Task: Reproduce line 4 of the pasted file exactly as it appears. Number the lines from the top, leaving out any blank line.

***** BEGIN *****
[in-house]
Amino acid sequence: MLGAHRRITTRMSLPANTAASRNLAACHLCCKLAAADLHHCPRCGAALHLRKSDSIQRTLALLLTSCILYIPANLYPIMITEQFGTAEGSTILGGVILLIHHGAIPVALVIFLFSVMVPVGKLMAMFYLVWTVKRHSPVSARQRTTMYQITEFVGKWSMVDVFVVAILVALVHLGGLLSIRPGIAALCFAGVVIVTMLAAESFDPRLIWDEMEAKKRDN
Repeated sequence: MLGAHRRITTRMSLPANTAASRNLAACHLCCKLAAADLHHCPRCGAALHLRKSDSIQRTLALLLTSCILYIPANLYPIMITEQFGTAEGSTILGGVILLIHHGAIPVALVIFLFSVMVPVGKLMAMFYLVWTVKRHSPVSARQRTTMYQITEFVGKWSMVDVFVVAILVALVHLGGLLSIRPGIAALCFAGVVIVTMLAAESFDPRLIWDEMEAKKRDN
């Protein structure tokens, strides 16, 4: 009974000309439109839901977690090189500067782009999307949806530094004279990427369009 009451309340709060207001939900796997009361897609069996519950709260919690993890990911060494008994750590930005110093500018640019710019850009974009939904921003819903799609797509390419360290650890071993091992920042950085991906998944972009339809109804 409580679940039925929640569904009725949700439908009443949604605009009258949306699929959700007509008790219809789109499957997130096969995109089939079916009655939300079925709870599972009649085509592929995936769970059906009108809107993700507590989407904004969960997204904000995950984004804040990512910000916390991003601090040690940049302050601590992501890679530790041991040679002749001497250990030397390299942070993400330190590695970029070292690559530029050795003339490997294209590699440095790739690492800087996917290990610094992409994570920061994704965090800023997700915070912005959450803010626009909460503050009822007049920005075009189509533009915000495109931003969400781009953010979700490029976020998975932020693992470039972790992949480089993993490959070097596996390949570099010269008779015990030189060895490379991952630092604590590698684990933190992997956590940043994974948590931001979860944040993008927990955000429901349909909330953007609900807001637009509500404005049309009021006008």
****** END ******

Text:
């Protein structure tokens, strides 16, 4: 009974000309439109839901977690090189500067782009999307949806530094004279990427369009 009451309340709060207001939900796997009361897609069996519950709260919690993890990911060494008994750590930005110093500018640019710019850009974009939904921003819903799609797509390419360290650890071993091992920042950085991906998944972009339809109804 409580679940039925929640569904009725949700439908009443949604605009009258949306699929959700007509008790219809789109499957997130096969995109089939079916009655939300079925709870599972009649085509592929995936769970059906009108809107993700507590989407904004969960997204904000995950984004804040990512910000916390991003601090040690940049302050601590992501890679530790041991040679002749001497250990030397390299942070993400330190590695970029070292690559530029050795003339490997294209590699440095790739690492800087996917290990610094992409994570920061994704965090800023997700915070912005959450803010626009909460503050009822007049920005075009189509533009915000495109931003969400781009953010979700490029976020998975932020693992470039972790992949480089993993490959070097596996390949570099010269008779015990030189060895490379991952630092604590590698684990933190992997956590940043994974948590931001979860944040993008927990955000429901349909909330953007609900807001637009509500404005049309009021006008």